OT Maybe? Cellular Modems & Service

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I'm looking for a cell modem/service for a laptop to be used when traveling. It would be nice to be able to shut off the service when not using it without huge penalties. Anyone here using such a beast. Thanks.
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On 10/11/2011 8:28 AM, Art Todesco wrote:

Virgin Mobile's Broadband2Go. You'll have to buy the laptop dongle from them, and then buy your access in blocks. It's a pay-as-you-go plan, so you can buy it only when you want to use it.
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I think the first place to start is to determine where you're going to use it and need the service. In many cases, if the coverage is good or even available at all in the area can be the critical issue.
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On 10/11/2011 9:38 AM, snipped-for-privacy@optonline.net wrote:

That's an excellent point, one I hadn't thought of. Thanks for bringing it up. There are other pay-as-you-go providers who offer this service, so the OP ought to do a little google-fu and figure out what provider is most likely going to meet his needs.
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On 10/11/2011 9:43 AM, Hell Toupee wrote:

Except that would be the worst choice for a lot of areas since it only uses Sprints network. Sprint is a little better than tmobile but not spectacular. And in some areas say where I live they only deployed 3G on a few core cells and everything else is still 1X speed.
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Art Todesco wrote:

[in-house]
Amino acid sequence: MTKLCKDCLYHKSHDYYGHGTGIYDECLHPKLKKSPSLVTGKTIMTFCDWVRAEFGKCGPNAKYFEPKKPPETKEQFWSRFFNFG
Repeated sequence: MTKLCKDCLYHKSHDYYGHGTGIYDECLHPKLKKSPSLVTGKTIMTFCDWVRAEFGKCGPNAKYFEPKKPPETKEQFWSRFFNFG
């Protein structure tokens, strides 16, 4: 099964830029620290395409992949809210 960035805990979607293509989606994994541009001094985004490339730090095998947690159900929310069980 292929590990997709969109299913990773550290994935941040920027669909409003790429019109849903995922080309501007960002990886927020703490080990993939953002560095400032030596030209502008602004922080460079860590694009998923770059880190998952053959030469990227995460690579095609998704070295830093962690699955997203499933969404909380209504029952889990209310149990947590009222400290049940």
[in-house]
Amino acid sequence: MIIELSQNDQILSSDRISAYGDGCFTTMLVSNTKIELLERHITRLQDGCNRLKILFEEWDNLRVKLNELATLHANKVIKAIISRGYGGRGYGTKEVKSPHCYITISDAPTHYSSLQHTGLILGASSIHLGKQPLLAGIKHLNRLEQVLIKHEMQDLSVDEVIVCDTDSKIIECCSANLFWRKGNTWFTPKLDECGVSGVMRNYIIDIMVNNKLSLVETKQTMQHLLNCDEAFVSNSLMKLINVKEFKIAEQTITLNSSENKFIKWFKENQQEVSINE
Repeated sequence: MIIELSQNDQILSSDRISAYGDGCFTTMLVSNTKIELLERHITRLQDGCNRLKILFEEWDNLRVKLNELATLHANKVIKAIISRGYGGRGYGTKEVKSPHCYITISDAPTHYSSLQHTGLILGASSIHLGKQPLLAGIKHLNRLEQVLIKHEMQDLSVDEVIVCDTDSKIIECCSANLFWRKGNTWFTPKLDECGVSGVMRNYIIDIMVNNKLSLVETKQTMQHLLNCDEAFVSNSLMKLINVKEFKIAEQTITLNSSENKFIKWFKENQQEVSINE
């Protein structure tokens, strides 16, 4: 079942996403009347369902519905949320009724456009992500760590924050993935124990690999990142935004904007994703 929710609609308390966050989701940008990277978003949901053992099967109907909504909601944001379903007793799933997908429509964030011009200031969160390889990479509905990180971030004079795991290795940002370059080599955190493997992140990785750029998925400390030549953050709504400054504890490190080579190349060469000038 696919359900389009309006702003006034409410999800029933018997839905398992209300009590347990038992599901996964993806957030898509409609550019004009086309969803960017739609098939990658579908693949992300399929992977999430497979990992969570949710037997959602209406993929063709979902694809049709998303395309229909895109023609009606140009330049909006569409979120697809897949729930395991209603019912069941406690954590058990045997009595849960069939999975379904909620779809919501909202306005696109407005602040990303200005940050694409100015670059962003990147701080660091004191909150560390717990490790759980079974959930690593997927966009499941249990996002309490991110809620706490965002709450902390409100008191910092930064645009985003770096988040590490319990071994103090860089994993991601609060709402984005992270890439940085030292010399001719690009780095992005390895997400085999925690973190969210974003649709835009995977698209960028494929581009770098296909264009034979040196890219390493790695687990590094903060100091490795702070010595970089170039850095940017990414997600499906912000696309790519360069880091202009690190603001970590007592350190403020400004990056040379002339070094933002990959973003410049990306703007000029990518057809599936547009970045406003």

Think wireless modem & Starbucks.
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On 10/11/2011 12:01 PM, HeyBub wrote:

Why would you need a wireless modem if you were in a Starbucks?
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George wrote:

I don't know. I've only been in a Starbucks twice in my life. They don't serve Folger's instant coffee.
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On 10/11/2011 10:44 PM, HeyBub wrote:

information so why change?
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George wrote:

My twice-in-a-lifetime trips to Starbucks is accurate. Perhaps you have an example of a less-than-accurate post. If not, I'll assume you're just being a pest.
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On 10/12/2011 3:27 PM, HeyBub wrote:

accurate information that I may have missed?
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George wrote:

How about all of them?
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On 10/11/2011 9:28 AM, Art Todesco wrote:

Most hotels and airports give free service. You would not want to do important stuff like banking on them for security reasons of course.
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Actually there is no need to worry! Online banking websites encrypt the data from your browser to the banks server.
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All the major carriers offer some sort of pay-as-you-go data plan.
The only problem is, the data blocks you buy are "use it or lose it." You have X days to use the data block, depending on the size you purchased.
With pay-as-you-go cell phones you buy the minutes and they're good, period. You can buy 60 minutes of airtime, use the phone for 5 minutes, come back a year later, and the 55 minutes are still there.
If there was a data plan like that, I'd be all over it.
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On Tue, 11 Oct 2011 13:30:48 -0700 (PDT), snipped-for-privacy@rochester.rr.com wrote:

It costs them money to carry you as a customer, so what you want isn't likely. However, PagePlus is close. They require that you purchase minutes every three months but all minutes roll over. They're on the Verizon network, so the coverage is good, too. I'm four years into my two year contract on Verizon. I may switch to PagePlus. It would save me money almost every month.